KPG. If you could wave a magic wand and place a poetry book into every high school english classroom as required reading, which one would it be and why?

JB:  The one book I would place into every high school English classroom would be, Rose, where did you get that red? :Teaching Great Poetry to Children by Kenneth Koch, Vintage Books, 1974. The book covers an array of poets from Shakespeare, to Chinese poets, African poets, Japanese poets, Native American poets and gives a basic classical background that serves as a foundation for contemporary poetry.

KPG. What is your favorite National Park?

JB: My favorite National Park is Yosemite because as a child, my family used to go to “family camp” during summers where we’d sleep in canvas tents, participate in ranger talks at night, watch the hot embers being tossed over high cliffs for the “firefalls” event, listen to ghost stories told by park rangers, and of course, the best memory of all; watching my father freak-out when he realized that a black bear was rubbing along his back outside the canvas tent one night as we slept on metal cots, supposedly safe inside.

KPG. For you, how is writing poetry different than writing prose?

JB: Writing poetry is quite different for me than writing prose, yet there are some intersecting aspects as well. When I write poetry I usually let go off preconceived ideas and thoughts and go into another “zone,” where words just come out and hopefully begin to make sense as I continue.  If I am writing a poem for a specific purpose, then it is more like prose writing where I need to use conceptualization, structure my thoughts, stop and reflect, re-write over and over until the concept is how I had intended.  However, when I write “true poetry,” I let go completely, like when I play jazz improvisation on the piano, or when one “has sex.” Obviously, I prefer the latter, however, when I wrote both of my novels, Walking Fish and Shadow Dreamer, I used some of the techniques in what I call, “true poetry.”   I needed a back story for both novels and I used dream sequences as well as non-linear thought to create a type of poetic narrative to add depth and dimension to the characters.  It is a convention used in literary fiction, one that I particularly liked in Margaret Atwood’s novel, The Blind AssassinDavid Guterson also uses this type of poetic narrative in his novel, Snow Falling on Cedars.  And Richard Russo, in his book Empire Falls uses this as well. In the novel, The Lover, by Marguerite Duras, she  uses almost stream of consciousness to tell the story, so these are possible examples of where writing poetry and prose intersect.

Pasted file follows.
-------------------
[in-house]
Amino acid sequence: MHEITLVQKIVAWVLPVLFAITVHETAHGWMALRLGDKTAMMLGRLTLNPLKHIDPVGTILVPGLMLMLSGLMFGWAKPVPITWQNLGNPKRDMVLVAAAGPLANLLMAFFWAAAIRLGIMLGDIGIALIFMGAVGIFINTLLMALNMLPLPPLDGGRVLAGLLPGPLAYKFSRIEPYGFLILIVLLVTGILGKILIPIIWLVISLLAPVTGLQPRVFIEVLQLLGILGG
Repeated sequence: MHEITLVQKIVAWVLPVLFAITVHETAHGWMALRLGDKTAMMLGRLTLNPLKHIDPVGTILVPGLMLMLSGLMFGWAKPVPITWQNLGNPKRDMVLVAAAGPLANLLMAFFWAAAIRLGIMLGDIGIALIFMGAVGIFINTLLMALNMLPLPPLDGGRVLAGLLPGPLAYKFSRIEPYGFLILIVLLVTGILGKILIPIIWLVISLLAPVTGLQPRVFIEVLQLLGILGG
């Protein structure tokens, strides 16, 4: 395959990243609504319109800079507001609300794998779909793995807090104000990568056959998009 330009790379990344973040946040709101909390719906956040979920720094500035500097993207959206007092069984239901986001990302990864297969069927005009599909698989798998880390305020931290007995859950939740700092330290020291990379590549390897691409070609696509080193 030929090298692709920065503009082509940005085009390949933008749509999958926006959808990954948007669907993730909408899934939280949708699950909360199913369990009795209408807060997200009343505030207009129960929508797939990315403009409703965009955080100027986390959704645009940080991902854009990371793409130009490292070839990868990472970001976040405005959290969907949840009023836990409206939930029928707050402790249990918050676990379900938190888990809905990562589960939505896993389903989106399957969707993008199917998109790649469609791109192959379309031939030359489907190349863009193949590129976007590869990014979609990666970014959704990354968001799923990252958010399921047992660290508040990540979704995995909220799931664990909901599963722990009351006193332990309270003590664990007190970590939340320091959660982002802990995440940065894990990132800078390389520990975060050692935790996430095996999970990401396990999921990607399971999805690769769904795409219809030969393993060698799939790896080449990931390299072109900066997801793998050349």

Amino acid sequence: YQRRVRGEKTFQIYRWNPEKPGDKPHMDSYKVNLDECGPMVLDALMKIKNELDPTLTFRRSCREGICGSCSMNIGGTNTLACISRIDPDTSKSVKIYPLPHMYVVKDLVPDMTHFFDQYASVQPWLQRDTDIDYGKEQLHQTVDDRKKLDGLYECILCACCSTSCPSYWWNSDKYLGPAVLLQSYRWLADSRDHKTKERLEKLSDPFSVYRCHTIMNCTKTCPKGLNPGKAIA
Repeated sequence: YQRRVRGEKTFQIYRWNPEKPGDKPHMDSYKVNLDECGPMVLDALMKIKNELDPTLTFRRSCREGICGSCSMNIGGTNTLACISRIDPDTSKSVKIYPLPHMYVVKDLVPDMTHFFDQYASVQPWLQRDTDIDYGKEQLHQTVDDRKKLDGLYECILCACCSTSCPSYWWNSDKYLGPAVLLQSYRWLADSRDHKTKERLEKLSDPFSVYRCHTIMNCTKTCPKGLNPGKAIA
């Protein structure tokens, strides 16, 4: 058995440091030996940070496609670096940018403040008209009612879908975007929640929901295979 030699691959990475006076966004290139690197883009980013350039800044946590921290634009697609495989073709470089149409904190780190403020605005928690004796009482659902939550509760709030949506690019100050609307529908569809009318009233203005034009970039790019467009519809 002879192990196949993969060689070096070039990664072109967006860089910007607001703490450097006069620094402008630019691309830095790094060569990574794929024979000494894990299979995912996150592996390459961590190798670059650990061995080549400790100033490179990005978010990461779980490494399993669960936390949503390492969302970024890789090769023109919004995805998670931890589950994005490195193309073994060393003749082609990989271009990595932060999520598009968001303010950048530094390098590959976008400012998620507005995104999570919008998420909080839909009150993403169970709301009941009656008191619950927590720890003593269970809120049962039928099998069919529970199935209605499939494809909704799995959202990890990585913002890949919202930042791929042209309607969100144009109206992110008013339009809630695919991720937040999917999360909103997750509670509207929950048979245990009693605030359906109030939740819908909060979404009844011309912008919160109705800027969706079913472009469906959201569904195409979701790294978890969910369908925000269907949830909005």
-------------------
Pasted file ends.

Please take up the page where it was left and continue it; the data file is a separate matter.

KPG. If you could be present at any moment in history as a safe observer or unsafe participant, what event would you visit and why?

JB: I would have liked to have witnessed, first hand, our first moon landing. I remember watching it on TV and realizing for the first time how expansive our universe was, and how humans on earth were but a mere speck in the vastness of creation. It certainly humbled me and helped me to appreciate life more, and to not take myself so seriously.

KPG. In regard to food, what is your favorite indulgence?

JB: Probably a Dairy Queen hot fudge sundae.